New York college cancels workshop with designer John Galliano
NEW YORK (Reuters) - Fashion designer John Galliano, who was fired by Christian Dior over his anti-Semitic tirades, lost another job after Parsons The New School for Design cancelled his workshop because they could not agree on conditions for a "candid conversation" with students.
Last month, the college booked the British designer, once one of the most revered talents in the fashion world, to teach a workshop called "Show Me Emotion." His hiring drew complaints from some students who said the school should not employ someone who had been convicted of a hate crime.
The school announced on Tuesday that the class had been cancelled.
"An important element of the planned workshop with John Galliano was a candid conversation about the connection between his professional work and his actions in the world at large," the school said in a statement.
"Unfortunately, we could not reach consensus with Mr. Galliano on the conditions of this conversation, and the program could not move forward," the school said.
A spokeswoman for Parsons would not comment further on the disagreement or whether the complaints, including an online petition with over 2,000 signatories against Galliano's visit, had affected the decision.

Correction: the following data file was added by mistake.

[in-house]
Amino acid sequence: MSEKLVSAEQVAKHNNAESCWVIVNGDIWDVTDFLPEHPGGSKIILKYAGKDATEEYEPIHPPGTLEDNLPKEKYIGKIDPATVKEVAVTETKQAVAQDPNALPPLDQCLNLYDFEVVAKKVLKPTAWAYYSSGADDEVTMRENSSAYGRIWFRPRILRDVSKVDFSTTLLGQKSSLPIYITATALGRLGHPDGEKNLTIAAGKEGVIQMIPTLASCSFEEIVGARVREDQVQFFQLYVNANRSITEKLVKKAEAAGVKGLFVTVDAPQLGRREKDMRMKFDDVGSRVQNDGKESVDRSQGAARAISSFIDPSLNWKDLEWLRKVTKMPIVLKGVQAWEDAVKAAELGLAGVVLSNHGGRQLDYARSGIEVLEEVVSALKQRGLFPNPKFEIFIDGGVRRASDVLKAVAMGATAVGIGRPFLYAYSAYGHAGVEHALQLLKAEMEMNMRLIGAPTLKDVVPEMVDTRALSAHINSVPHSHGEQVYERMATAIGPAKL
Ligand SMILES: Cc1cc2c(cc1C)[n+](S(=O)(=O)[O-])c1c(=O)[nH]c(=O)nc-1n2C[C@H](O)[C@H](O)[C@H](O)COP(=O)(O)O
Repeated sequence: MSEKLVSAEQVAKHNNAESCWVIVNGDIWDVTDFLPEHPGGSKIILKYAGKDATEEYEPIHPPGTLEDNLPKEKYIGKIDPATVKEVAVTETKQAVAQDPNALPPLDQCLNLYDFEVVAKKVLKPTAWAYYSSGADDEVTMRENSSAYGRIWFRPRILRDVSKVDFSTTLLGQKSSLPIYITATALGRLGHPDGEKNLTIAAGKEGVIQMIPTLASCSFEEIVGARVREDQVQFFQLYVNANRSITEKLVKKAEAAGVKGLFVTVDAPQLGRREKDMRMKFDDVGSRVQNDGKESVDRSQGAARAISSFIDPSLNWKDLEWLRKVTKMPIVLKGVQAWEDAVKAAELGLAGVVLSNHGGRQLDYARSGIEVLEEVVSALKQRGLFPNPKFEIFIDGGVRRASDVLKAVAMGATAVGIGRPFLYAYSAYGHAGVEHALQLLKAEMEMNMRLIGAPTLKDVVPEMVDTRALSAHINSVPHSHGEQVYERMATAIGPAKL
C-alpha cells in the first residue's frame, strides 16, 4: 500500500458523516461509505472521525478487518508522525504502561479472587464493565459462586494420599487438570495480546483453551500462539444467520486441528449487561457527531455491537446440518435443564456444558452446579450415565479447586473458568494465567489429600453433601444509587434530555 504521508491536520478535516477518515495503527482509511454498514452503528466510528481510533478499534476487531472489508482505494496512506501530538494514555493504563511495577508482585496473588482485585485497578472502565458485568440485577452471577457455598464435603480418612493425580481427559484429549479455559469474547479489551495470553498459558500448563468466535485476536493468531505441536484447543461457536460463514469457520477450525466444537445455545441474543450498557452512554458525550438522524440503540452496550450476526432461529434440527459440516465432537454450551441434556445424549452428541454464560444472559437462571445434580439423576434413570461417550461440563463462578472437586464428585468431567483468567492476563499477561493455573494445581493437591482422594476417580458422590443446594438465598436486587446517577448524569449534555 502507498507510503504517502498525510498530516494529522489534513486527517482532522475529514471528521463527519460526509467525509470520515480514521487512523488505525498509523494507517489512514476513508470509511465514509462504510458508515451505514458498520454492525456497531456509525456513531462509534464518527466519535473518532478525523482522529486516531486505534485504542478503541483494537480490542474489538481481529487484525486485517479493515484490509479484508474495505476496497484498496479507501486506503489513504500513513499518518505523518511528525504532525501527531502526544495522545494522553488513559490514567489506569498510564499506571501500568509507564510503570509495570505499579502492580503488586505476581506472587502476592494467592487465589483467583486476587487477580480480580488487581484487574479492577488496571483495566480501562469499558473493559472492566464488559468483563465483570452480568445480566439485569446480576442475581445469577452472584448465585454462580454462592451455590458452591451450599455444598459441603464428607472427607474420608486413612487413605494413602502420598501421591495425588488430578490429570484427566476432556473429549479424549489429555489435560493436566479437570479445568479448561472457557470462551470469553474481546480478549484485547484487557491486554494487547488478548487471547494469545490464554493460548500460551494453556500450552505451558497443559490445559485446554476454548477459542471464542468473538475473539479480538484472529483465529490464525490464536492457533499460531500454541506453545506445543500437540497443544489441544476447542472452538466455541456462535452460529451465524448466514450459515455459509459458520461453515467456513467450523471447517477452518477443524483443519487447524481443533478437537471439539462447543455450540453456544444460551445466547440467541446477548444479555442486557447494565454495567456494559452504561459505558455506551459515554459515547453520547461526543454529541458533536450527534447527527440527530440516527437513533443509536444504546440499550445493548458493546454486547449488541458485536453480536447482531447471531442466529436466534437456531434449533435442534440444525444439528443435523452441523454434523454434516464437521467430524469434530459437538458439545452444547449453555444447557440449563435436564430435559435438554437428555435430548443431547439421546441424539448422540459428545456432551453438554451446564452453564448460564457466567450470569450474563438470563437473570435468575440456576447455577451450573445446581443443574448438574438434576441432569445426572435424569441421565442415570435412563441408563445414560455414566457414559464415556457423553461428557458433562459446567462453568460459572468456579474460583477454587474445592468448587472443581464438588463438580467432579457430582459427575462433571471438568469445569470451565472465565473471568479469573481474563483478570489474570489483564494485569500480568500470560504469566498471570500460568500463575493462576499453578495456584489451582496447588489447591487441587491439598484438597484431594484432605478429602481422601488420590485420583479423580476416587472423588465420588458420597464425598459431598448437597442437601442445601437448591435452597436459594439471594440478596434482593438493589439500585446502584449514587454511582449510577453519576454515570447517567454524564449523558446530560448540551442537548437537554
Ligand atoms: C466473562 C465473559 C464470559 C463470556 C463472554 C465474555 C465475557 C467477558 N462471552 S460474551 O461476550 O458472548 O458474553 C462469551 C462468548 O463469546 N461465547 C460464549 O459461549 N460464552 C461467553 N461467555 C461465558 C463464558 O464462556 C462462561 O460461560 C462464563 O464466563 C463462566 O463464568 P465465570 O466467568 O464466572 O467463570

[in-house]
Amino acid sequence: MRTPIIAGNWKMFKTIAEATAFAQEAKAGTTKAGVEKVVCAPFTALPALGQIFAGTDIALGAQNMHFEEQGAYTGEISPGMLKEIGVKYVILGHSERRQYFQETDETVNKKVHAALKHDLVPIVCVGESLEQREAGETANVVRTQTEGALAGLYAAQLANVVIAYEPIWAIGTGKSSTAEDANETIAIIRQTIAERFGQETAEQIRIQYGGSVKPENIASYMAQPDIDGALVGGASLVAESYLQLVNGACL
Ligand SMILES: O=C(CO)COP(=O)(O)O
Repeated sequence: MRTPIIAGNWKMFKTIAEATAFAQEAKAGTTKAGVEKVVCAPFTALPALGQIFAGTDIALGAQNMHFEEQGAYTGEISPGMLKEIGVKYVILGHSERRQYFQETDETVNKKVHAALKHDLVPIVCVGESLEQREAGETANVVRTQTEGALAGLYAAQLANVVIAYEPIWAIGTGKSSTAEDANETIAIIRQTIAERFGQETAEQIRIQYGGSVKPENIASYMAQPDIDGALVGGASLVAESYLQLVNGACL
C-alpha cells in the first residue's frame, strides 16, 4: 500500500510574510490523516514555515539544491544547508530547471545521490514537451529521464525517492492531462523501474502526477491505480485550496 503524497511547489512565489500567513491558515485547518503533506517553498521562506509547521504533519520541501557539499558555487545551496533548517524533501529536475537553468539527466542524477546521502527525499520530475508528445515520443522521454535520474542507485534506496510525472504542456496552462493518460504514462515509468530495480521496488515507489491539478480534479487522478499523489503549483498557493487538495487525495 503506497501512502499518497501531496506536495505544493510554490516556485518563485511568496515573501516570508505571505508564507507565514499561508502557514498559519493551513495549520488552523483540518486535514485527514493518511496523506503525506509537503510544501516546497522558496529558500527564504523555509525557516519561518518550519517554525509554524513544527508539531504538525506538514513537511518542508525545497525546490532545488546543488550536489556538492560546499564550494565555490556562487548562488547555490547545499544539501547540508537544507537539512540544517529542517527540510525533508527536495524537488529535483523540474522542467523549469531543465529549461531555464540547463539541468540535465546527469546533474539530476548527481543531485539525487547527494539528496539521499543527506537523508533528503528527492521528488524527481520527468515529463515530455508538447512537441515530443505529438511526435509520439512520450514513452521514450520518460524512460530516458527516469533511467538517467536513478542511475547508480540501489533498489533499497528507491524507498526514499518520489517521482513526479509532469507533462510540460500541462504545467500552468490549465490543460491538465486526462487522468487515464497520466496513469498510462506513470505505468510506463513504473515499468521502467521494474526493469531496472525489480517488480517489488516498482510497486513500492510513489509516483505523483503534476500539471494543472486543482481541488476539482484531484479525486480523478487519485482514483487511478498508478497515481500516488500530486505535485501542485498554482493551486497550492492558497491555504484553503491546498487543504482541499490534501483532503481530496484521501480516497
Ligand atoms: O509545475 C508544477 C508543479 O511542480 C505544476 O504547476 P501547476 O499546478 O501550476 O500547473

Liz Rosenberg, Galliano's publicist, said in an email on Wednesday, "John will not be commenting nor will I on his behalf. So sorry."
In 2011, a French court convicted Galliano for making "public insults based on origin, religious affiliation, race or ethnicity" after two episodes at a café near his Paris home in which he used anti-Semitic slurs while arguing with other customers. The court gave him a suspended fine of 6,000 euros (5,148 pounds), which he will have to pay only if he is convicted of a similar offence.
Before his trial, a British newspaper published a video of a third episode in which Galliano could be seen taunting people at a nearby table, saying, "I love Hitler, and people like you would be dead," and calling them ugly. Shortly thereafter, Dior fired him from his position as creative director, and he was shunned by many prominent people in the fashion world.
Galliano apologized to the court for his behaviour and said he had since sought treatment for alcohol and sedatives to which he said he was addicted and which he partly blamed for the outbursts.
Since his downfall, Galliano designed a wedding dress for the model Kate Moss, and, earlier this year, spent several weeks working at Oscar de la Renta's studio in New York, preparing for de la Renta's New York Fashion Week show in February.
Before cancelling the class, Parsons said it believed Galliano, 52, "has demonstrated a serious intent to make amends for his past actions."
(Editing by Barbara Goldberg, Bernard Orr)
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